As a women’s sexuality and empowerment coach, when I read the account detailed in “I went on a date with Aziz Ansari. It turned into the worse night of my life,” my main concern was the lack of agency “Grace” had over her body and sexuality.
“Agency” is defined as the capacity, condition, state of acting, or of exerting power.
Why did Grace, like so many young women, not immediately walk away from an uncomfortable/unwanted sexual situation? Why did she allow this encounter to last for so long? Why did she allow Ansari to undress her when that’s not what she wanted? Why did she give him oral sex when that’s not what she wanted?
I ask these questions not from a place of blaming or shaming Grace, I ask them because they are incredibly important questions for us to investigate as a society if we are ever going empower women sexually.
The truth is, I know many of the reasons why Grace did not stop this encounter right away. I know these reasons because I’ve been in similar situations, and behaved just as she did—until I did the inner work to step into my agency.
I’ve also coached hundreds of women with similar stories to Grace.
What I have discovered is there are three common reasons why we don’t immediately stop uncomfortable/unwanted sexual situations.
>> We feel a sense of obligation.
>> We have no training or experience in saying our clear “yes and “no,” or asking for what we want, and can’t seem to access our voice.
>> We feel desperate for love and attention.
Once these reasons are established, the work then becomes helping us access self-love, find our voice, take responsibility for our actions, and step into our agency.
If a woman does this work, this is a life-changing process for her. This is her initiation into becoming the powerful woman she is meant to be. The woman who would walk out of that apartment in two minutes flat.
Here are some suggestions to help you step into your sexual agency:
>> Find an older woman who has already owned her sexual agency and talk to her. Turn to her when you need advice, instead of turning to friends who have not already owned theirs.
>> Work with a sex therapist or coach to help you work through any issues like trauma, difficulty saying a clear no, or a lack of self-love.
>> Look back on your sexual experiences with honesty. When did you not say a clear no? When did you do something sexually you didn’t want? Can you see that you could have made different choices? Make a commitment to yourself to make those different choices next time.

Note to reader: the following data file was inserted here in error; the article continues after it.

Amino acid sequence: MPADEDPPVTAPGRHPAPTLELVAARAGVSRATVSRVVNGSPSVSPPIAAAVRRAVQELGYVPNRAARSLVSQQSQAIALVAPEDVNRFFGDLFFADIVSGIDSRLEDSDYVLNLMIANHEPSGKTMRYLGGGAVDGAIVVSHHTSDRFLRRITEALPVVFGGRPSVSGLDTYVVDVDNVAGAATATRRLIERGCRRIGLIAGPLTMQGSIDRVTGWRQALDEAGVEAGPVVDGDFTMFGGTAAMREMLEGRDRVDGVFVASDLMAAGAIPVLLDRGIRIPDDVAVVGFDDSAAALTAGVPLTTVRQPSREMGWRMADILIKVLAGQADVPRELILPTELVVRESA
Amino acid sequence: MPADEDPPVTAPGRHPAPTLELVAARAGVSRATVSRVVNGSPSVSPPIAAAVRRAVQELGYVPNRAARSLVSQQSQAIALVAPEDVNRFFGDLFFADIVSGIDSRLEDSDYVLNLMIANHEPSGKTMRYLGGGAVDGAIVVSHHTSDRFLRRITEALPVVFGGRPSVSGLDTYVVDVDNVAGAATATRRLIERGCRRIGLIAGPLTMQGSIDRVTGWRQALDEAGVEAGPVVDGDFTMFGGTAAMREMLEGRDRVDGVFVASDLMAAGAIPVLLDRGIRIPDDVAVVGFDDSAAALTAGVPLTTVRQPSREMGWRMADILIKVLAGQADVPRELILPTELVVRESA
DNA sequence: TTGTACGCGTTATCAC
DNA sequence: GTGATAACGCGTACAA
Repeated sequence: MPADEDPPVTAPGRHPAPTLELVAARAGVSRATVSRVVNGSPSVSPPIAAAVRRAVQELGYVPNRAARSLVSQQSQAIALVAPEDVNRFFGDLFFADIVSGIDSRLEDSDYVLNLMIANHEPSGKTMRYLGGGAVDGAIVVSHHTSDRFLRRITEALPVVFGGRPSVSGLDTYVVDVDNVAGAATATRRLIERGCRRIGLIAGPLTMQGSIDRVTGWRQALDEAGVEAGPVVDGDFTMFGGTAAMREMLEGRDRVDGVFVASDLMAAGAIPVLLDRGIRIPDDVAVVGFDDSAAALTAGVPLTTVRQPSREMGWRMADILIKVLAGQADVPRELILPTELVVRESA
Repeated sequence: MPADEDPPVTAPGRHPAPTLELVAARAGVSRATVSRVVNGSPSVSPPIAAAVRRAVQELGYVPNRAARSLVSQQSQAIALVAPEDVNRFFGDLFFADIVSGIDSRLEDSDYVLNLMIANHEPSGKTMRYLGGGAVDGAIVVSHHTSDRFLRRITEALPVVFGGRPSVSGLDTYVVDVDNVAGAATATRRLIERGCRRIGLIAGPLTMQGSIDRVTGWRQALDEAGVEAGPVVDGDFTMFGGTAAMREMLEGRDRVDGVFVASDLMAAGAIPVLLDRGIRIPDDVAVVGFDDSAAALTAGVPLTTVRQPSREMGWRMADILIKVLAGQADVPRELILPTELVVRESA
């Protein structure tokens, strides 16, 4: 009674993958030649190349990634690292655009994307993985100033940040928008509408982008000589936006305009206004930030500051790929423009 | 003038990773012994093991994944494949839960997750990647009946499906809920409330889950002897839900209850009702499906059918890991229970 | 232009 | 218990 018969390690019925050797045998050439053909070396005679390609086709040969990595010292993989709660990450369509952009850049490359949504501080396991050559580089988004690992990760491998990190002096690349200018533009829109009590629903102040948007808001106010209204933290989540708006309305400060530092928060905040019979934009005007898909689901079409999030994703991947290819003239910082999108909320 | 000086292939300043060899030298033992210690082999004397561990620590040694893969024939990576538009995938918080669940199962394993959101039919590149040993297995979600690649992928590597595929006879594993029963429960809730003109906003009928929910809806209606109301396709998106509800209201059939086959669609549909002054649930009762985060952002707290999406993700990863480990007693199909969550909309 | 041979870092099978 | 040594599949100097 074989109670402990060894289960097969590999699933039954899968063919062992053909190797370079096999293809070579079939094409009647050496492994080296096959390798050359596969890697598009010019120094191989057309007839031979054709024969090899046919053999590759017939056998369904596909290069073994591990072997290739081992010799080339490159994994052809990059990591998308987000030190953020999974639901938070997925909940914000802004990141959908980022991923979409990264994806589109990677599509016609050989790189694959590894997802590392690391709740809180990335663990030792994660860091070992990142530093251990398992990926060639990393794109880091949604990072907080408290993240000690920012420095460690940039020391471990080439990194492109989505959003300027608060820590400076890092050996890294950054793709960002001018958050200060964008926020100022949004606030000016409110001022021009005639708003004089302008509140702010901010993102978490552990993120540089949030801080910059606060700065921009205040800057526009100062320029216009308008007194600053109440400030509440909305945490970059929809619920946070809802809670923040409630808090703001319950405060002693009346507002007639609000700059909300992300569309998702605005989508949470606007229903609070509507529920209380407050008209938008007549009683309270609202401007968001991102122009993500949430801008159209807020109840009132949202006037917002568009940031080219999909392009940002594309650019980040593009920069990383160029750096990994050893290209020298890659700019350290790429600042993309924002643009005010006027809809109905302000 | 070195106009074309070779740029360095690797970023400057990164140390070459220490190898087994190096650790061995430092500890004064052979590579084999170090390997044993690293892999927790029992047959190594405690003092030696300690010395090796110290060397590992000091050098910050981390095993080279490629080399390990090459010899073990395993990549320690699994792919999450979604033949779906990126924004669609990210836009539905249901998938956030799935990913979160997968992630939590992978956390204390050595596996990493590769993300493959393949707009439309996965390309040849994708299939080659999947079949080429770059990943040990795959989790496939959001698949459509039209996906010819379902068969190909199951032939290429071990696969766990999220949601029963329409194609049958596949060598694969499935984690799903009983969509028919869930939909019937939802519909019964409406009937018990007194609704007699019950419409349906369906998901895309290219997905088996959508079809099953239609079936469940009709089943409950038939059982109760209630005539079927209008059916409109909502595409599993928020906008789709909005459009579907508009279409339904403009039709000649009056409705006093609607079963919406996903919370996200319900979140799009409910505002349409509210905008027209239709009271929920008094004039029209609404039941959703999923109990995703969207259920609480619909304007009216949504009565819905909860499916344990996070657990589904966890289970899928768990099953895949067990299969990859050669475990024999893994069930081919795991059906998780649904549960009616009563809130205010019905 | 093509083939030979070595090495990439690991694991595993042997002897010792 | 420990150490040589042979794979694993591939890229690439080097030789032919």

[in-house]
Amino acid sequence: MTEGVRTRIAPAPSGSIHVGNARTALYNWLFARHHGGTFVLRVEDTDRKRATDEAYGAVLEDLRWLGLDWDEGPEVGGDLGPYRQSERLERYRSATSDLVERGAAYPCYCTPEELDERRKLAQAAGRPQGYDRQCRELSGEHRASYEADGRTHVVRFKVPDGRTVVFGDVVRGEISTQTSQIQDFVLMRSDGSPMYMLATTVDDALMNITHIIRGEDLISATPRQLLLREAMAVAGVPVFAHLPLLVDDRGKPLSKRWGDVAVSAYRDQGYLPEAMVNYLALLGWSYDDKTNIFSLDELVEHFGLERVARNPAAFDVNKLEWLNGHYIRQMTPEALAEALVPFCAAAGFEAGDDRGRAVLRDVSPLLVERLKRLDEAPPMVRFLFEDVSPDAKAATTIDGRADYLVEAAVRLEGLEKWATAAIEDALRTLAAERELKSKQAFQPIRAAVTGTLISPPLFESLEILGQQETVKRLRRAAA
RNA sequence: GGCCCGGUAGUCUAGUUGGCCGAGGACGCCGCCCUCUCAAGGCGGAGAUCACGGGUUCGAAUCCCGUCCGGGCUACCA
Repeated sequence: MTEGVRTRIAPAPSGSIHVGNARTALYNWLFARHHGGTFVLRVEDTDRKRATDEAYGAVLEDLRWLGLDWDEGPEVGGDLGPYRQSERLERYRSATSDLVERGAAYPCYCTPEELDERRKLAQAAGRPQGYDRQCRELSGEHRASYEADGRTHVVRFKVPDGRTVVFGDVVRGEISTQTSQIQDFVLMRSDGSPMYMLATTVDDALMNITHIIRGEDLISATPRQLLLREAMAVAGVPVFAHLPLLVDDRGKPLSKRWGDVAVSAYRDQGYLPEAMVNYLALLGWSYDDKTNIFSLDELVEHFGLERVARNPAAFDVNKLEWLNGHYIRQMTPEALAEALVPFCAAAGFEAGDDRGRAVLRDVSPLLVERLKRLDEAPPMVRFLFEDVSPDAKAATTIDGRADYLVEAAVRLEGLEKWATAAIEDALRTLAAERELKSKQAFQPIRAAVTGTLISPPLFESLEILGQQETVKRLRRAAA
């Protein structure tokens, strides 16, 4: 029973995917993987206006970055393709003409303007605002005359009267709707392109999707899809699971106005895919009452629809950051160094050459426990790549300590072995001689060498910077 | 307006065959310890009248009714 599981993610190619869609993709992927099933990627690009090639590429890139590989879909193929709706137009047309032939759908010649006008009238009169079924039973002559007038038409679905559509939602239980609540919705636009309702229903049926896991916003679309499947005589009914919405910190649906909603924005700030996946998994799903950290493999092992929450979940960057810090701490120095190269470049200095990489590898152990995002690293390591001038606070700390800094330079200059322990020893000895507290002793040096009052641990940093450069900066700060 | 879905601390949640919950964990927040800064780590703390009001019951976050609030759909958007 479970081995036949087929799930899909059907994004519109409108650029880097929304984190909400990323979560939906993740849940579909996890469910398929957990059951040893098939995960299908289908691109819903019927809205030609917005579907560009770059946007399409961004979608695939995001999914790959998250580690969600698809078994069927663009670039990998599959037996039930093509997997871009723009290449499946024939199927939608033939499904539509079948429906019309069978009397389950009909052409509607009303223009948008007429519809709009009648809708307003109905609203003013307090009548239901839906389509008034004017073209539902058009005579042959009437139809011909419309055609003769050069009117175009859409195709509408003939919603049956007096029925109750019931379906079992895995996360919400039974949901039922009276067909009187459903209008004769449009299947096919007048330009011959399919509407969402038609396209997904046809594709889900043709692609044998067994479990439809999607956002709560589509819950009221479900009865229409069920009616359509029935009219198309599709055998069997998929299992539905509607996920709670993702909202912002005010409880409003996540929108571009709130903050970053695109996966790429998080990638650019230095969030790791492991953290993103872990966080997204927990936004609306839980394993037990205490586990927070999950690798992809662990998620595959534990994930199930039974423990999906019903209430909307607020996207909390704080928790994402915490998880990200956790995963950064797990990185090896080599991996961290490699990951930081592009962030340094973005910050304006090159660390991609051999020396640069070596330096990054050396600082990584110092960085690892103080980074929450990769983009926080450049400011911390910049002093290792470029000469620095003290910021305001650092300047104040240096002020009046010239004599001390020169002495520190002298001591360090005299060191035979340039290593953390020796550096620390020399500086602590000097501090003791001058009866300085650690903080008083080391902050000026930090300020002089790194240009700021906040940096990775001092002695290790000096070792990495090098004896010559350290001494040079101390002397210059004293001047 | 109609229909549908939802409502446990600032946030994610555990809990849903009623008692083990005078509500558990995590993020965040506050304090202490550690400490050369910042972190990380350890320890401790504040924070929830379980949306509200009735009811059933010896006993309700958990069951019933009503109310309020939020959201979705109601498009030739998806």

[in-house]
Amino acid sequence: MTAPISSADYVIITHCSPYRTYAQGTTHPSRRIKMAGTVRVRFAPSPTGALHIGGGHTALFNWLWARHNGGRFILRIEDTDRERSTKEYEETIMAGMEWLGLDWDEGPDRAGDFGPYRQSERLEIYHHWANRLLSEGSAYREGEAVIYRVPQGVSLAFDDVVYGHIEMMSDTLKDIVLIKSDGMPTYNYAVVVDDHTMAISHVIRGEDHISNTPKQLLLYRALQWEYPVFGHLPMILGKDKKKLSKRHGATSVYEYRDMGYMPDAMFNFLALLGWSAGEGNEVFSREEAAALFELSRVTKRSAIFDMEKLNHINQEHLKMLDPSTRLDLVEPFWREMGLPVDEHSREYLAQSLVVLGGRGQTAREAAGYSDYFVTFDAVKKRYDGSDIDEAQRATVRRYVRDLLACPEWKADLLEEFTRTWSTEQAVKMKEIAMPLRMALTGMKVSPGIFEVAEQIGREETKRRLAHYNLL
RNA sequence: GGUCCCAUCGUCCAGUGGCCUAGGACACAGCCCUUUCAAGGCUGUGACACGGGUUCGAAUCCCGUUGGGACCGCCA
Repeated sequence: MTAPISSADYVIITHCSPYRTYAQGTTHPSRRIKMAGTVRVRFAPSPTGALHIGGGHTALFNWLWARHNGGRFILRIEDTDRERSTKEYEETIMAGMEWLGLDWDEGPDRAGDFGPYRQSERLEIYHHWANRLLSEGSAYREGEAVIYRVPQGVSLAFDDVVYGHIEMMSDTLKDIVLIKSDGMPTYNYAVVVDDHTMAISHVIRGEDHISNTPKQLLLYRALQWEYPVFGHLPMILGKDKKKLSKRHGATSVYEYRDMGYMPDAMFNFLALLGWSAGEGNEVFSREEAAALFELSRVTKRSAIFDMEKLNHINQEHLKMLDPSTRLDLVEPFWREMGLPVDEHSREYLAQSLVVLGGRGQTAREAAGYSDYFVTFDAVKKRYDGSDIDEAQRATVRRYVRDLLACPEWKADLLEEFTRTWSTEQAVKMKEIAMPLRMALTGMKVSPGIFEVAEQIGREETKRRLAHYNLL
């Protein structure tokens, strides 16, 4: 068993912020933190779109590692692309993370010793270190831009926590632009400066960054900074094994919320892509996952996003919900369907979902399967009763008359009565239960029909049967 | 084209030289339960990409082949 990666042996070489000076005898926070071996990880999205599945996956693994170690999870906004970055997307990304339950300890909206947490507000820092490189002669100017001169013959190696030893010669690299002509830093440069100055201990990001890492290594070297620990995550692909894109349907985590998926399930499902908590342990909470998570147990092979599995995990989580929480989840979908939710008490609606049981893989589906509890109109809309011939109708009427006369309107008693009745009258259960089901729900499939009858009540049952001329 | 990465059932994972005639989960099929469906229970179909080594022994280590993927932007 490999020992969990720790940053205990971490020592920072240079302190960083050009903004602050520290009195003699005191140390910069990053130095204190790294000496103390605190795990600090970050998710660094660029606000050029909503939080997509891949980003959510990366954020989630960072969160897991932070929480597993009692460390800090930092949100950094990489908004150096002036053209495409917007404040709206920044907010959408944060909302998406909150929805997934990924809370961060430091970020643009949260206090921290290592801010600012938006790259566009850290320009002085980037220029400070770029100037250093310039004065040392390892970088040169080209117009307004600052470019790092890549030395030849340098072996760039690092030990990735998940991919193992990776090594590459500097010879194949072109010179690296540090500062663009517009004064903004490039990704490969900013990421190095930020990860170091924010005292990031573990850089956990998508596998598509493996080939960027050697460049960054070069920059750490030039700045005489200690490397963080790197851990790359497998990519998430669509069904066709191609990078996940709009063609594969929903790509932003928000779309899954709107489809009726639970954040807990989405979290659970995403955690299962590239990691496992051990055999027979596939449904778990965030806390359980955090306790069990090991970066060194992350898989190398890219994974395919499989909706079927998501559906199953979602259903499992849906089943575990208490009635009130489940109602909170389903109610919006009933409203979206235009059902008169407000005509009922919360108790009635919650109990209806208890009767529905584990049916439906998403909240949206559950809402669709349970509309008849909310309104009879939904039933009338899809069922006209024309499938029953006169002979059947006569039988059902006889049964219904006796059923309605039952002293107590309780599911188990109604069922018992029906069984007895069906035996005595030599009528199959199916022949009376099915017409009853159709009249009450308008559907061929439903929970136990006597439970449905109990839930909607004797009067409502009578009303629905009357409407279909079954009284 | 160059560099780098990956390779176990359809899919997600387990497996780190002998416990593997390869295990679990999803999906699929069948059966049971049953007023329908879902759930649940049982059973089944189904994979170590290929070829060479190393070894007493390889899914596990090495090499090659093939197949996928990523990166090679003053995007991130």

>> Consider a somatic sexual practice, like orgasmic meditation, where you get to practice saying “yes” and “no” and practice asking for what you want.
>> Watch movies that portray powerful women; study and channel them. Do you think Wonder Woman, for example, would have given Aziz Ansari oral sex if she didn’t want to?
Let me be clear. I am not excusing or defending Ansari’s behavior. He needs help, and a lot of sexual education—as do many men, period. I’m 100 percent on board for holding men accountable for actual sexual assaults (which this was not) and for getting sexual education. And, I’m 100 percent on board for holding myself and other women accountable for stepping into our sexual agency.
I do believe if we empower women in this way, many of these types of incidents will cease to exist.
Since most of us women do not receive any mentoring or education on how to do this, we have to learn it through hard-knock experiences, like Grace’s date. It was through getting so fed up with my own experiences that I committed myself to finding my sexual agency.
This is why I say this could be the best night of Grace’s life. If she would be willing to do the inner work, this could be the night that leads her into her own sense of sexual agency and helps her become the powerful woman she is capable of being.
And that experience is priceless.
Author: Sarah Kennedy
Editor: Catherine Monkman
Copy Editor: Nicole Cameron
Social Editor: Nicole Cameron